Without an additional extension to unemployment benefits 1.2 million workers are staring down a loss of those benefits come March. According to the National Employment Law Project that number will grow to nearly 5 million without jobless benefits by June. Four point one percent of the U.S. workforce has been unemployed for more than 26 weeks setting a re cord going all the way back to when the Bureau of Labor Statistics started tracking the data in 1948.
By Doug Cunningham
A National Association of State Workforce Agencies survey shows as many as 35 states, will be forcing employers to pay higher unemployment insurance taxes this year in an effort to cope with enormous strains on unemployment compensation funds. The median increase is projected to be 27.5 percent.
State workers in Florida are being forced to deal with their personal information being at risk in what has become a common problem for the Information Age. Jesse Russell reports:
By Doug Cunningham
As they add members in one front the Teamsters are losing members elsewhere. At a rally to support keeping the Toyota-GM NUMMI plant open in California, Teamsters Car Hauler Director Fred Zuckerman, told reporters the union has lost about 7,000 car hauler jobs.
[Zuckerman]: “We’re down, probably 5,000 workin’ right now out of the 12,000.”
Zuckerman says Toyota is not alone in turning to non-union car haulers.
The Teamsters have added nearly 8,000 Continental Airlines service workers. According to the union, the ramp and cargo employees will now join the mechanics who are already Teamster members. This was the first time in a 12 year push the workers were able to muster enough votes to unionize. With this vote Continental is now unionized from the pilots all the way down to the baggage handlers.
With 13 million workers, the U.S. restaurant industry is the nation’s largest private employer. But far too many restaurants provide “low road” jobs with low wages, hazardous working conditions, long hours and few benefits.
A new report by Restaurant Opportunities Centers United (ROC), an advocate group for restaurant workers, reveals that up to 90 percent of restaurant staff is not offered health insurance or sick days and, as a result, many report to work sick.
A substantial number are forced to work “off the clock” and the national median hourly wage for food preparation and service workers is only $8.59, including tips, which means that half of all restaurant workers nationwide actually earn less.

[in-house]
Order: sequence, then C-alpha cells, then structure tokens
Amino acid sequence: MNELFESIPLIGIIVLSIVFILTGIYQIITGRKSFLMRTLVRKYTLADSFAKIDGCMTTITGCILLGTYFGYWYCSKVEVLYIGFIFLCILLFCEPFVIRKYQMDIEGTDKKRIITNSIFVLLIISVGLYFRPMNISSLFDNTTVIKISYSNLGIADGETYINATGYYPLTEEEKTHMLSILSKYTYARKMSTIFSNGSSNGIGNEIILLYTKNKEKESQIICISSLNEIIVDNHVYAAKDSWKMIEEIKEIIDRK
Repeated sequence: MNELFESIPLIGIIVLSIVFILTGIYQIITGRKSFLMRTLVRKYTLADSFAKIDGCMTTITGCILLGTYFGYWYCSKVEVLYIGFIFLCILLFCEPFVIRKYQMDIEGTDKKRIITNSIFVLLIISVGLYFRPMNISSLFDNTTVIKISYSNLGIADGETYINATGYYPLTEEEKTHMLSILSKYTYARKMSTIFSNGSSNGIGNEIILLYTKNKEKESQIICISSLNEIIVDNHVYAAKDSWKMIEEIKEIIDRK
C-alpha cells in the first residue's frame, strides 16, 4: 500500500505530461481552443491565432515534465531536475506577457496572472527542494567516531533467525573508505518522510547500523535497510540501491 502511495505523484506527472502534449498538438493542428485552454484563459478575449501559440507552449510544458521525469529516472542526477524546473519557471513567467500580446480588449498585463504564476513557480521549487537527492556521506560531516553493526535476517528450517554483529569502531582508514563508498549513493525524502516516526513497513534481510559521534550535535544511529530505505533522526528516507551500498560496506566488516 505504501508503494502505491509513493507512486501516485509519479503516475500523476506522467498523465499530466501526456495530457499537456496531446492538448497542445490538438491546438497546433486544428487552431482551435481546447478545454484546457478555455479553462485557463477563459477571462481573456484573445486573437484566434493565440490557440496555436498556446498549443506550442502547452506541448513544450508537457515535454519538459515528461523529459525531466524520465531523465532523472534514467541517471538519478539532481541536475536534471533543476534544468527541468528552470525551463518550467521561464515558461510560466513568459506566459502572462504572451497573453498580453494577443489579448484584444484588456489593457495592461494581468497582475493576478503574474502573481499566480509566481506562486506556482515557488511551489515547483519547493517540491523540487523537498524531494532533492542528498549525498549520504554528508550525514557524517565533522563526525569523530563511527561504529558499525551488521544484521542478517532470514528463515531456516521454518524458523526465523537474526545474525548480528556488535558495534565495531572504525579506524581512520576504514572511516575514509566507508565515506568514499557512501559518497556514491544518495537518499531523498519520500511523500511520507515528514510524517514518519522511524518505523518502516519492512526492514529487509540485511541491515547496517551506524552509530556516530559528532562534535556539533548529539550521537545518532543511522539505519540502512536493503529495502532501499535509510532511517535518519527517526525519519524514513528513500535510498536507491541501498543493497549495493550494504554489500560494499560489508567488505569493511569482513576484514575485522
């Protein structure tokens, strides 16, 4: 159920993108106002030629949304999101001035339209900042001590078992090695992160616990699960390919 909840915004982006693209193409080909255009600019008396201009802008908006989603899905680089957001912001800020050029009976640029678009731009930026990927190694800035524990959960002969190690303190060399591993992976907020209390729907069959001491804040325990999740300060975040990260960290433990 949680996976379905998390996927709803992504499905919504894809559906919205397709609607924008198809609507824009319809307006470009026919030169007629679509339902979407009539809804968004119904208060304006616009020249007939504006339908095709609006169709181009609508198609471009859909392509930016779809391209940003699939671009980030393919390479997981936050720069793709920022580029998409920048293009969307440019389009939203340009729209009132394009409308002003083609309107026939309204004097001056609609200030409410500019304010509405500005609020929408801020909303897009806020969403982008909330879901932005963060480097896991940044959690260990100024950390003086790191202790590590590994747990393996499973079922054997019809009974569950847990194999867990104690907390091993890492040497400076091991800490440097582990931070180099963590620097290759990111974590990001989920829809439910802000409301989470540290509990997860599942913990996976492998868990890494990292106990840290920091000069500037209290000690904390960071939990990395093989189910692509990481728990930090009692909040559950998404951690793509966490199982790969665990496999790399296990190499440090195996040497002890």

The report surveyed more than 2,500 workers and 150 employers in five cities: Chicago, Detroit, New Orleans, New York and Portland, Maine.
The report also finds that low wages and lack of job security among restaurant workers leads to
increased reliance on social assistance programs resulting in an indirect subsidy to employers engaging in low road practices and fewer such public resources available to all those in need.
One recommendation to improve restaurant jobs is to raise the federal minimum wage for wait staff, which has been at $2.13 since 1991. In theory, the workers earn enough tips to bring them up to the federal minimum wage of $7.25 an hour. Worker advocates tried to boost what is known as the tip credit, when legislation to raise the minimum wage was passed in 2007. But the restaurant industry and Republican lawmakers were able to block the effort.
Click here for more information from ROC.
Meanwhile, Young Workers United has produced a guide to worker-friendly restaurants in San Francisco. Unlike traditional restaurant guides, Dining with Justice highlights food establishments that follow labor laws and treat their employees with dignity and respect.
The group says its guide, unlike traditional restaurant guides,
highlights food establishments that follow labor laws and treat their employees with dignity and respect. We believe that good employment practices and good food go hand in hand. Restaurant owners who care not only about the food they serve but also the people they employ should be commended.
For more information, visit Young Workers United here. The San Francisco Bay area group is a multiracial, membership organization dedicated to improving the quality of jobs for young and immigrant workers. It played an instrumental role in making San Francisco the first city in the nation to require employers to offer paid sick leave.